Well, Gator has changed its name to Claria. The company that brought you those wonderfully useful applications, Date Manager and Precision Time(SM), has changed its name but not the products. These products purport to be valuable to users and offered free of charge, "in exchange for displaying online advertising based on your online surfing behavior".
Let’s face it – these applications are completely worthless in most cases. Here are brief descriptions of the applications taken directly from the Claria website:
Date Manager – Date Manager shows today’s date in your system tray and allows you to quickly pull up a two-month calendar and set reminders.
The last time I checked, every version of Windows since 95 has had a built-in clock and calendar in the system tray. The ability to set reminders is included in many popular time management applications, some of which are truely free or are shareware with no additional ad-supported component.
Precision Time – Synchronize your computer clock with one of the world’s most precise timekeeping devices – the U.S. Atomic Clock.
Again, there is a standards-based free service called NTP (Network Time Protocol) that allows users to synchronize their clocks with many pulbicly available time servers, including the US Naval Observatory. Most versions of Windows support this standards-based service.
Claria (formerly Gator Corporation) has also taken umbrage with people who have called their applications spyware by suing them. Their applications are installed many times without users full knowledge of what is going to happen. Yes, the license agreements and warning boxes that pop up before install provide the details of what is going to happen, but most users don’t bother reading them. Further, these applications can be installed as a download that starts automatically as part of any web page, some of which exist only to propagate the software (though I don’t believe Claria actually operates these websites).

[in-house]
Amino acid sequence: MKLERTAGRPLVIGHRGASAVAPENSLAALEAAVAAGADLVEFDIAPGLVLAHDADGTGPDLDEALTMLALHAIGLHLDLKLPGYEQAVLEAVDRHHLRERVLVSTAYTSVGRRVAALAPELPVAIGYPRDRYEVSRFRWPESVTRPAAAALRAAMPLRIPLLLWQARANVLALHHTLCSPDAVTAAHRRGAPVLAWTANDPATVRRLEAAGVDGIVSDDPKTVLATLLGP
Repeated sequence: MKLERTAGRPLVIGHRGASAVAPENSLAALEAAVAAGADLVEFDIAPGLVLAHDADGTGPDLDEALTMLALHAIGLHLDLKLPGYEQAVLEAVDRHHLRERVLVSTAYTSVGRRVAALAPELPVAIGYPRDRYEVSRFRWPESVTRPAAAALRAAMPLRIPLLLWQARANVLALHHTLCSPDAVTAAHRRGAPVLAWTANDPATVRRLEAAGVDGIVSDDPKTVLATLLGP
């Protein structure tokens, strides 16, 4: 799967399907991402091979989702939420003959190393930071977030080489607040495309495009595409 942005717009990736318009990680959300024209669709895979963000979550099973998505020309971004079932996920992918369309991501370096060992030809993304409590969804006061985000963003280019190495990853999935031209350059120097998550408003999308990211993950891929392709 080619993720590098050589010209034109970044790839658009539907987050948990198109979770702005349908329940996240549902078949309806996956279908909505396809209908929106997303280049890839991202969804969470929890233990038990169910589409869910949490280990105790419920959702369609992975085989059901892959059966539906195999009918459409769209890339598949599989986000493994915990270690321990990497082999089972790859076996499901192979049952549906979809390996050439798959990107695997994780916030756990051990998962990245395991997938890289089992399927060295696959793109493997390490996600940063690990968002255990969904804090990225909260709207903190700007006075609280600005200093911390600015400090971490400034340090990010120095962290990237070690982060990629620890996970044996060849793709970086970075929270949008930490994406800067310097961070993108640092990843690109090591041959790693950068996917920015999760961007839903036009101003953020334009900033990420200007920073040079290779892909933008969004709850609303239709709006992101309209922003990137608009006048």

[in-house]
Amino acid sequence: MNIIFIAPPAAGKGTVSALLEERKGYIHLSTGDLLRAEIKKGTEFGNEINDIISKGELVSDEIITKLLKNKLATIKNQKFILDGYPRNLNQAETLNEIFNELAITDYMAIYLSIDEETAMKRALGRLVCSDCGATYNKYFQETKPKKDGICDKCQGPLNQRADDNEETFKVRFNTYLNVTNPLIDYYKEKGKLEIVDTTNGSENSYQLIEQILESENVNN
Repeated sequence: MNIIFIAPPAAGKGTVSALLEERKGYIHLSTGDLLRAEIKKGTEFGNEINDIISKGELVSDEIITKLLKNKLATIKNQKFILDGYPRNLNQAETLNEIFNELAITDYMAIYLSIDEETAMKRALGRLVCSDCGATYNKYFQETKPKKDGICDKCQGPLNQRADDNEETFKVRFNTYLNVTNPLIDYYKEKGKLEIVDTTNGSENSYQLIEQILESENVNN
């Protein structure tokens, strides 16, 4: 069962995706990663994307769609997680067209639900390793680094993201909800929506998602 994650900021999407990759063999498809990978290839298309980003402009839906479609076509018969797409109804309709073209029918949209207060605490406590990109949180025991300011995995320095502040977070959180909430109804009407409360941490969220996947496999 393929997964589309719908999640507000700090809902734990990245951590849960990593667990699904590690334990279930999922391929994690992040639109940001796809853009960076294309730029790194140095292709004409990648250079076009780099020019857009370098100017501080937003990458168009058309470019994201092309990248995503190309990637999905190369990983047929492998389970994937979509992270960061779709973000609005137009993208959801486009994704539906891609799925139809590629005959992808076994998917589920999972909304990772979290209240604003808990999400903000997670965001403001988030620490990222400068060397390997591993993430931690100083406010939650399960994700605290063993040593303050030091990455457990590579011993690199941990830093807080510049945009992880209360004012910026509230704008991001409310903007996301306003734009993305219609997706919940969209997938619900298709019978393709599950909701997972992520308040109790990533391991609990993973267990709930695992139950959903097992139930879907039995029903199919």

The lesson here is this – don’t say yes to install any application that is provided at a web page unless you FULLY understand what is happening. I know the little ActiveX warning boxes pop up frequently, and it is easy to just hit the yes button and move on. DON’T DO IT! Read what is on the screen, including the license agreement. Don’t install anything you don’t ask for, unless you are sure you want what it has to offer. If you aren’t clear, wait and ask someone you trust.
If you don’t follow this advice, you are likely to find an ad for Delta popping up when you visit US Airways’ website because they are paying Claria to push their product. (Neither of the airlines mentioned are known by me to be in a relationship with Claria, and their names are used only as an example of what might be experienced.) Gator was even sued several times for providing ads from competitors when users visited their sites.
Be careful, it’s a dangerous web out there.